Thursday Buzz: The Details Behind the Net Neutrality Decision

Weeks after making the landmark vote, the FCC has released its full decision to the public. (You'll want to devote some time to read it.) Also: When it comes to associations, the relationships they enable come first.

“Until everybody reads the fine print and understands it, you won’t really be able [to] comment in detail. I plan to read [the regulations] cover to cover.”

AT&T Mobile & Business Solutions President and CEO Ralph de la Vega, said this to CNET in response to last month’s Federal Communications Commission vote on open internet access. The lack of public release of the document the FCC was voting on became one of the most controversial aspects of the vote.

But now that document is out there–all 400 pages of it, including responses from the two Republican FCC commissioners who opposed the measure.

“Informed by the views of nearly 4 million commenters, our staff-led roundtables, numerous ex parte presentations, meetings with individual Commissioners and staff, and more, our decision today—once and for all—puts into place strong, sustainable rules, grounded in multiple sources of our legal authority, to ensure that Americans reap the economic, social, and civic benefits of an open Internet today and into the future,” the report states.

Anyone with a stake in the net neutrality decision will want to set aside a chunk of time to read the document.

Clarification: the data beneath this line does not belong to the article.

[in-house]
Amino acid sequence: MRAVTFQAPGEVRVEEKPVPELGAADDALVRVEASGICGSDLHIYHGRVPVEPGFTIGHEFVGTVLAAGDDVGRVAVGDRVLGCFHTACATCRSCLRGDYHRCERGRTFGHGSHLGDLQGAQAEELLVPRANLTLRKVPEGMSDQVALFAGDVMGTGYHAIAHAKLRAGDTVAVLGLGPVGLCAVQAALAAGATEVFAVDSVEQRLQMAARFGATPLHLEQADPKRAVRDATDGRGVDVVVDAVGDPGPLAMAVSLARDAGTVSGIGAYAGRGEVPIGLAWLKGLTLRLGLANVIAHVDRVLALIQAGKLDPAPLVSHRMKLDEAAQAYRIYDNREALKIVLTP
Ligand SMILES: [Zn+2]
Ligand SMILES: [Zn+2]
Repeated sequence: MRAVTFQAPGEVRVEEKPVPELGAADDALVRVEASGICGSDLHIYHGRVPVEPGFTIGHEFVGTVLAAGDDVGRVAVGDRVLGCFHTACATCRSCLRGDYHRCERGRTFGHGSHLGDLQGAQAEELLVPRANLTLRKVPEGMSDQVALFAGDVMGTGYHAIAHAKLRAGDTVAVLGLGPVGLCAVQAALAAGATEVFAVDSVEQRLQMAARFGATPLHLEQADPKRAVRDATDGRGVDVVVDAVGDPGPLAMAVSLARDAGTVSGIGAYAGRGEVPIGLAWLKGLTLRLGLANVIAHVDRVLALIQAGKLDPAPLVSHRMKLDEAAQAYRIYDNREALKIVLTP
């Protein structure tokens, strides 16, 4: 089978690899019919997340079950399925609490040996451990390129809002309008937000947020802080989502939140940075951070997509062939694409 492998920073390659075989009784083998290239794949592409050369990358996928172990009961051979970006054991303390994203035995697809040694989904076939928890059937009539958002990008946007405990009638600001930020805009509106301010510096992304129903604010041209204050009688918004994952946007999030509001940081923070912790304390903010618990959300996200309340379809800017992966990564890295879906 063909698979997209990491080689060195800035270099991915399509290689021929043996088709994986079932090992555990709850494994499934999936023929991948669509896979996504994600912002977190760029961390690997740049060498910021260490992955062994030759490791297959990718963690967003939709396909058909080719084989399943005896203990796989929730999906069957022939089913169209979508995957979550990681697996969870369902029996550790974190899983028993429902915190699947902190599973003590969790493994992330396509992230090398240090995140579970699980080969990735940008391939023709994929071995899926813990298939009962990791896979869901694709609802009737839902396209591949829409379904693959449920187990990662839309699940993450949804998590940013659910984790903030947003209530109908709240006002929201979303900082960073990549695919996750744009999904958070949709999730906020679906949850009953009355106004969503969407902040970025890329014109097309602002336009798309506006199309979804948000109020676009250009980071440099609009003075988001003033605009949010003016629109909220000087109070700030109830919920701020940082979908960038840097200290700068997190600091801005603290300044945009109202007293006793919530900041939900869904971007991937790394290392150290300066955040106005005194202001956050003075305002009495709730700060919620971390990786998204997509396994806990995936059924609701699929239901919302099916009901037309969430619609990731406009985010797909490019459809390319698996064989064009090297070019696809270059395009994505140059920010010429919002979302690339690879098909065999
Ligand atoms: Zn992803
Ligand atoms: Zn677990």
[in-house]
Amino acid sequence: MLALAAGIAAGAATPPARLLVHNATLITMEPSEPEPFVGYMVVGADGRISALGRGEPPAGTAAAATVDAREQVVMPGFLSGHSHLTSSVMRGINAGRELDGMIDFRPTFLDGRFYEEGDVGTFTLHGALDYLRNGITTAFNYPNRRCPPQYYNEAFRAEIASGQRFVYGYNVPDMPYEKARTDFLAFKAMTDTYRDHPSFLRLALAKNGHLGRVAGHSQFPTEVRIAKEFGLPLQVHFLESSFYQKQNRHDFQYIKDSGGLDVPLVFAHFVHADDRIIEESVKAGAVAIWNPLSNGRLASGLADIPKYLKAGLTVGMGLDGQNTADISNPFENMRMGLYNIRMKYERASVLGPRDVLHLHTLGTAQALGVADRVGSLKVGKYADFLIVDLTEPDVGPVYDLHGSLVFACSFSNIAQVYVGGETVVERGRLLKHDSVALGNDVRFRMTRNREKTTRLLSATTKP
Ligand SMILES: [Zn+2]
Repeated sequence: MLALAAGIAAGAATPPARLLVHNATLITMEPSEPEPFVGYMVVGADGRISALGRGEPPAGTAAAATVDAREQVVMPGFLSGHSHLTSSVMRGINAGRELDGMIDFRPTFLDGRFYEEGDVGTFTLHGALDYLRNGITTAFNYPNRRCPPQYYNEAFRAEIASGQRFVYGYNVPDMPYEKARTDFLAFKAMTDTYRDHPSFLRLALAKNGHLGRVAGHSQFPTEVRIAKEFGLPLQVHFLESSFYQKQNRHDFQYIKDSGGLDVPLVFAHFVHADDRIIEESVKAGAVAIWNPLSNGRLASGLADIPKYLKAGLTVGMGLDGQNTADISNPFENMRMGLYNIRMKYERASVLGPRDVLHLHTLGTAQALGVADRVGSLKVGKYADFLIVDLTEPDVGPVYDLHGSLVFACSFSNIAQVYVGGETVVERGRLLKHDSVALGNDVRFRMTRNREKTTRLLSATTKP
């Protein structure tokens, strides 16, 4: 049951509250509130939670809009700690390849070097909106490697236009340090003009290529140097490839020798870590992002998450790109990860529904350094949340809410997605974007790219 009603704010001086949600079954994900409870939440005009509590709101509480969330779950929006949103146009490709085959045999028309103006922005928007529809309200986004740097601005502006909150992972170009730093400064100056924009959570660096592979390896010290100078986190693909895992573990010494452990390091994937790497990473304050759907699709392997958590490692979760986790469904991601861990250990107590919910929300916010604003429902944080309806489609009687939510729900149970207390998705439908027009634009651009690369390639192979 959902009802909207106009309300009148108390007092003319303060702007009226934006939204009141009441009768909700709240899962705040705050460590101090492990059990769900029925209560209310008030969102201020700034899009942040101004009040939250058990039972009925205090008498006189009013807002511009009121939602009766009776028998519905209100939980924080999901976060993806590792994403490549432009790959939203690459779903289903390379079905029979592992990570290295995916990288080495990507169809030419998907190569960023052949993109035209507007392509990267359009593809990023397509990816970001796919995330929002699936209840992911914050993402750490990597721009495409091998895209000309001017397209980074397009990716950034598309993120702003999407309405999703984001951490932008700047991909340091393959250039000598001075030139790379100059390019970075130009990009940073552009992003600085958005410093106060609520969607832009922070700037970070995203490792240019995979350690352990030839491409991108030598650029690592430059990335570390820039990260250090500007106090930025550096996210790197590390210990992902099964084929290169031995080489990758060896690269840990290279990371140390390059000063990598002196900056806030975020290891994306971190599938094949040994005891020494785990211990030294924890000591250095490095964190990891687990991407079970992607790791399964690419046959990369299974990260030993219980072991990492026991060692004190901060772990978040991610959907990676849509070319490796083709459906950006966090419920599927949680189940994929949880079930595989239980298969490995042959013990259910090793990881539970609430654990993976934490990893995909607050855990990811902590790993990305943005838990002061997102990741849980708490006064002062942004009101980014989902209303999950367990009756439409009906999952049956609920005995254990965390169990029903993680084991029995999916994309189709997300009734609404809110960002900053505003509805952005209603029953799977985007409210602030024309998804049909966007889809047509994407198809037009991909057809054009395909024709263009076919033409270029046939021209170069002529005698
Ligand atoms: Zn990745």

Relationships Come First

Professional speaker Thom Singer, CSP, is both a fan and long-time member of the National Speakers Association (NSA). But the reason he has such warm feelings for the organization comes down to the people it connects him to.

“While the experiences I had at my first NSA Convention were great, it cannot compare to the powerful ideas that came from cultivating relationships with speakers at events in the following years,” he explains in his latest blog post on LinkedIn.

Singer’s appreciation of NSA is relationship-driven, and, ultimately, that’s his point. The best associations are driven by the relationships they create—not the other way around.

“While every industry organization is different, most people who are willing to invest the time, money and human capital will discover value from supporting a trade association,” he says. “People are the path to more opportunities.”

Other Links of Note

Like us, Stefanie Reeves of the American Psychological Association (APA) has been keeping a close eye on the third season of House of Cards. She even culled a useful leadership lesson from it.

Speaking of APA, the association has a few good examples of workplaces that have taken the steps to integrate behavioral health into their offerings. Atop its list? American Express.

Don’t cross your fingers and hope that your marketing effort’s going to work. Velvet Chainsaw’s Wendy Holliday discusses the value of affiliate marketing.


Ernie Smith

By Ernie Smith

Ernie Smith is a former senior editor for Associations Now. MORE

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